On 25 April 2013, the European Center for Constitutional and Human Rights (ECCHR), in co-operation with the British human rights organization Global Witness, filed a criminal complaint with the public prosecutor’s office of Tübingen in southern Germany against a senior employee of the German-Swiss timber trading company Danzer Group. The individual in question, a German citizen, is suspected of breaching his duties by failing to prevent crimes committed by Congolese security forces. There is sufficient initial suspicion that through omission the employee was complicit in rape, inflicting bodily harm, false imprisonment and arson. The public prosecutor’s office of Tübingen is now obliged to further investigate the circumstances of the case and establish whether the Danzer employee is criminally liable.
During the early morning hours of 2 May 2011, a task force of local security forces attacked the village of Bongulu (Équateur province) in the Democratic Republic of the Congo (DR Congo). The forces submitted inhabitants of the village to abuse, rape and arbitrary arrests. During the attack, the task force used vehicles belonging to the company Siforco, a subsidiary of the Danzer group. In addition to providing vehicles and drivers, the company also paid the members of the task force for their involvement in the operation.
This incident follows a dispute between the village inhabitants and Siforco, which is based in the area, resulting from the failure of the company to abide by its contractual obligations to provide for social projects in the region.
This incident provides a typical example of the risk for companies operating in weak governance zones of becoming involved in or encouraging the violent activity of local security forces. Almost every day reports of sexual violence committed by state and non-state actors are carried by the media. Women and girls are raped or sexually abused during the course of most military and police operations. As such, the commission of sexual crimes cannot be seen simply as excessive acts of individual soldiers or police officers, but must be looked at in the broader context of the situation in the DR Congo. The European parent companies of firms operating in such environments must adapt their risk management strategy accordingly and must ensure that they are neither directly nor indirectly involved in human rights violations. In these cases organizational safeguards must be subjected to higher standards, which can be derived from existing international standards.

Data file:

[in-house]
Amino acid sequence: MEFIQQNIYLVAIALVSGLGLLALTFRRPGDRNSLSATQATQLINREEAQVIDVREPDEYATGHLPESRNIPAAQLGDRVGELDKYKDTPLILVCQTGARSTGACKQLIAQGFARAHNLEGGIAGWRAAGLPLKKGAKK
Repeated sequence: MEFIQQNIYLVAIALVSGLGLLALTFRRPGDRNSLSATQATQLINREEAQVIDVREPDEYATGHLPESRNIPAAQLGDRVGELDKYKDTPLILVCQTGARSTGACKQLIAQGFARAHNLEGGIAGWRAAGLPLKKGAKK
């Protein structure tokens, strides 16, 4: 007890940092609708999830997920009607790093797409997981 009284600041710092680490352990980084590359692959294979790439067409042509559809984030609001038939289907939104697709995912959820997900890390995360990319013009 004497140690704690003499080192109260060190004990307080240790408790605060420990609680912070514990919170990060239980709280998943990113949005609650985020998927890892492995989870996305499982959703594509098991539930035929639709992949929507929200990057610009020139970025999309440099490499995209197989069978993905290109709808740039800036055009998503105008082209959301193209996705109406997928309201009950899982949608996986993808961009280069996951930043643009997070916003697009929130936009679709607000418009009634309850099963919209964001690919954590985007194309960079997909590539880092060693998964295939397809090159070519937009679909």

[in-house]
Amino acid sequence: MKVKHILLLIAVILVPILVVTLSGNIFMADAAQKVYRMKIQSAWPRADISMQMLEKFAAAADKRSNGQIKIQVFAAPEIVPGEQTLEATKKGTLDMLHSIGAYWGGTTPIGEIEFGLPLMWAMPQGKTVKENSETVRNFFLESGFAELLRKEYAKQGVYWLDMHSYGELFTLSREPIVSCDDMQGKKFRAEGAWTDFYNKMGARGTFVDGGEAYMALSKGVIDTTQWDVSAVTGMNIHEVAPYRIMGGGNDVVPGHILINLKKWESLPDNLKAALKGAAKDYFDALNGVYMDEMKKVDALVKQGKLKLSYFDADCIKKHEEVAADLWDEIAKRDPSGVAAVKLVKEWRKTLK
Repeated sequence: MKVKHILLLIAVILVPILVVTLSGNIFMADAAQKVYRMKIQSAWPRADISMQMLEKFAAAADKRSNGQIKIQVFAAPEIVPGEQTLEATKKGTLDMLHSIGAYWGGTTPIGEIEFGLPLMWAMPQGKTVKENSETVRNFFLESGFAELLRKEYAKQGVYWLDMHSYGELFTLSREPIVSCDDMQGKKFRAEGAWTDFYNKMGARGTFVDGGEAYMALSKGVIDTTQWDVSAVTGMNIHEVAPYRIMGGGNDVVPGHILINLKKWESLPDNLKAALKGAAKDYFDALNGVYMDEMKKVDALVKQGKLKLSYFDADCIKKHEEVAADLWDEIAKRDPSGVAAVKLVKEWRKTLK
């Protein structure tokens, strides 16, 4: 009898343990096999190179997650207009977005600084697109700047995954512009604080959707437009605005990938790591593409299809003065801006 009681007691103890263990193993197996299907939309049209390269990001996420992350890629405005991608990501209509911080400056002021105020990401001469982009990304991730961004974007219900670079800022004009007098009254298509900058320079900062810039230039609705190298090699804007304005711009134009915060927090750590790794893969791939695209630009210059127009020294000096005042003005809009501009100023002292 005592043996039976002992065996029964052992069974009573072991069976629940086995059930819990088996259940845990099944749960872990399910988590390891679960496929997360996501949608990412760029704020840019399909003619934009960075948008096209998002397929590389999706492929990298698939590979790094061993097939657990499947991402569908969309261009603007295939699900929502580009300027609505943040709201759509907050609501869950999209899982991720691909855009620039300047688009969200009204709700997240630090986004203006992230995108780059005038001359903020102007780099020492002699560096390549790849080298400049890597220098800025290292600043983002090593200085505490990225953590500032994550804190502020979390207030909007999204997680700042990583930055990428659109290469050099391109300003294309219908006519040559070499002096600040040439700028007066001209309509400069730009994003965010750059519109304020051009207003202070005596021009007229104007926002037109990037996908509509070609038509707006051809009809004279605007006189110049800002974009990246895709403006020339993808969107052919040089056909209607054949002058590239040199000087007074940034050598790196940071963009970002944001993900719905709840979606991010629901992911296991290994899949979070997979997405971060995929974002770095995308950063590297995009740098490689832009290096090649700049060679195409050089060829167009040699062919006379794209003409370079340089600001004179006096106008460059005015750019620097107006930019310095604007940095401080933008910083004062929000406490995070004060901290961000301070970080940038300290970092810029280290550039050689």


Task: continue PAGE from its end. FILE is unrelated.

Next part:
Since 2000 the due diligence of companies in weak governance zones has been discussed within the framework of the UN Global Compact and other international forums. This resulted initially in the UN Voluntary Principles on Security and Human Rights from the year 2000, which were further developed in the 2006 OECD Risk Awareness Tool for Multinational Enterprises in Weak Governance Zones. In June 2011 the UN Human Rights Council adopted the most important internationally recognized standards for corporate human rights responsibilities, the UN Guiding Principles on Business and Human Rights.
While these standards are not binding they do represent international soft-law and therefore serve as internationally recognized, commonly applied business standards that conscientious business actors and companies must take into account when exercising due diligence.
The Danzer case shows the difficulties in applying the German criminal law to the complex management structure of a transnational enterprise. Traditional German criminal law, with its focus on individuals, is not properly equipped to deal with the conduct of increasingly decentralized globally active companies with sprawling corporate structures. The concept of the liability of company executives (Geschäftsherrenhaftung) developed in German jurisprudence does provide in principle for the liability of leading employees of a company. Yet in cases where the legal responsibility for a company’s internal risk management cannot be neatly attributed to an individual person, there lacks any basis for corporate liability, something which is already provided for by law in other European countries. Inter alia, the Committee on the Elimination of all Forms of Discrimination against Women (CEDAW Committee) in its Recommendation No. 28 highlighted the responsibility of states to adopt any measures necessary for the prevention of violence against women. This relates to state acts as well as activities of non-state actors and explicitly includes the activities of companies that operate extraterritorially. The Committee thus obliges states to take appropriate measures to eliminate discrimination by national enterprises operating extraterritorially.
The introduction of liability for corporations is necessary in order to avoid loopholes in national criminal law.
More information on the criminal complaint and on the background to the case can be found here.